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Subject: POLL: How do you play Le Truc? rss

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Craig Duncan
United States
Ithaca
New York
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I've been looking into this game. There seems to be some variation in play, as you would expect from a traditional card game. I've created a poll just because I am curious what the most common way of playing is.

It was a tricky poll to write. I hope it is comprehensible and not flawed in some way I failed to see.

Here goes:

Poll: How do you play Le Truc?
1. The leader to the first trick of the hand (i.e. the non-dealer) may bet before leading his first card.

(By "bet," I mean propose a raise in the stakes.)
True -- he may bet before playing his first card.
False -- he may NOT bet before playing his first card (the first card of the first trick must be played before any betting can begin).
2. Assuming there have been no previous bets in the current hand so far, and assuming the first card to the first trick has been played already, WHEN may a player bet?
A player may only bet BEFORE he plays a card
A player may only bet BEFORE or AFTER he plays a card
A player may bet ANYTIME (apart from when a player is physically in the act of moving his arm to play a card)
Some other rule (none of the above)
3. True or False? "As I play the game, a player cannot bet twice in succession. Once he bets (and the opponent accepts) he cannot bet again until the opponent bets."
True -- a player cannot bet twice in succession.
False -- a player can bet twice in succession.
4. True or false? "Each player is allowed at most one bet per hand. Once you make a bet, you cannot bet again the rest of the hand."
True
False
5. A counter-bet = an acceptance by you of an opponent's bet + an immediate raise by you.

(Example: your opponent says "Raise to 2?" and you say something like "I accept and propose a raise to 4.")

As I play the game, counter-bets ARE allowed.
As I play the game, counter-bets are NOT allowed (because if it is your opponent's turn to bet, then it is NOT your turn to bet).
Some other rule.
6. What rule governs increases in bets? (Ignore for now the "My remainder?" bet, which seems to be allowed in all the rule sets I have seen.)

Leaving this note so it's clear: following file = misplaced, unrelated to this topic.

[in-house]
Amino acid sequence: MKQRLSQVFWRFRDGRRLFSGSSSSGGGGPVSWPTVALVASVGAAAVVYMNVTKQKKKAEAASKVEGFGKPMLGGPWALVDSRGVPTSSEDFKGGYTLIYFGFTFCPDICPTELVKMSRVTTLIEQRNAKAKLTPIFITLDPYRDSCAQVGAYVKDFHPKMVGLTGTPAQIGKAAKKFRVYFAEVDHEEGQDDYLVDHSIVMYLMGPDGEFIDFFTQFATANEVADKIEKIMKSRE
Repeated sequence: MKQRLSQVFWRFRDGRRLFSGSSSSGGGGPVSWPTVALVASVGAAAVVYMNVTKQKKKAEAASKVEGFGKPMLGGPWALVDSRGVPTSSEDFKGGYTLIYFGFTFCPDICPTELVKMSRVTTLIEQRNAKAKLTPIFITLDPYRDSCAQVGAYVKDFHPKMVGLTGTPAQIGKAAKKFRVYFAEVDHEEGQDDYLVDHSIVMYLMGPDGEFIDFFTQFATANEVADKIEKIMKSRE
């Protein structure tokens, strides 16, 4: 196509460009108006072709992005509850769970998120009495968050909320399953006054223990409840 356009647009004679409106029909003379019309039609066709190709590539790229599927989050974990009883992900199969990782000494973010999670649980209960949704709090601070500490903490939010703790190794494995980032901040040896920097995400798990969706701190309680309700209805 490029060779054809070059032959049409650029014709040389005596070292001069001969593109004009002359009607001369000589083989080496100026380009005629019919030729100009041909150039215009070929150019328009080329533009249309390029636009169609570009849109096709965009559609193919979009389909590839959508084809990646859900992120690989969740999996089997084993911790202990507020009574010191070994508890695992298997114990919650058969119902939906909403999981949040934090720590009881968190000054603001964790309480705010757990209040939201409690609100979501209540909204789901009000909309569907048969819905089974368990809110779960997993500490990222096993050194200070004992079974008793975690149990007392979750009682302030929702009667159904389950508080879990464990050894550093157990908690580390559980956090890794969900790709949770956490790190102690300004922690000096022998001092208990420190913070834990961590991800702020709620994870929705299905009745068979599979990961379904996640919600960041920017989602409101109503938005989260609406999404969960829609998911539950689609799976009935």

A play who bets can propose any increment of increase in stakes.
The first raise is from 1 to 2, and subsequent raises are in increments of 2. (Thus: 2, 4, etc.)
Raises must double the previous stakes. (Thus: 2, 4, 8.)
Something else.
7. Tricks in which the same rank of cards are played are tied tricks (also known as spoiled tricks).

How do you play hands in which all three tricks are tied/spoiled?
The hand is void. No points are scored.
The non-dealer wins the hand.
The dealer wins the hand.
Something else.
      13 answers
Poll created by cdunc123


Feedback welcome (especially if you chose the "Something else" option for any of the questions).
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Mikko Saari
Finland
Tampere
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http://www.lautapeliopas.fi/ - the best Finnish board game resource!
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Interesting questions, hopefully there are enough responses.
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Great poll! I'd like to invite some discussion about this poll question:

Quote:
How do you play hands in which all three tricks are tied/spoiled?
a) The hand is void. No points are scored.
b) The non-dealer wins the hand.
c) The dealer wins the hand.
d) Something else.
Interestingly that most people so far play this as a void hand (which is my own preference too), or award the hand to the dealer.

The pagat.com page for Truc suggests that it should be awarded to the non-dealer: "If all three tricks are drawn, the non-dealing team wins the whole hand." David Parlett's Penguin Encyclopedia says the same, although I suspect both he and John McLeod are relying on a common source. Any thoughts about the rationale behind awarding such a hand to the non-dealer?

What rule does Sid Sackson give about this in the version he describes in "A Gamut of Games"?
 
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In relation to Poll question #7:
EndersGame wrote:
What rule does Sid Sackson give about this in the version he describes in "A Gamut of Games"?
I have since managed to find a copy of Sackson's book and can now answer my own question.

Sackson also opts for position (a), when he writes: "If all three tricks are spoiled ... the hand is void and the deal passes to the next dealer."
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Andy Nilson
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Another question: If one player wins the first two tricks (securing the points of the hand), is still the third and last one played?
 
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andyofsweden wrote:
Another question: If one player wins the first two tricks (securing the points of the hand), is still the third and last one played.
No it isn't.
 
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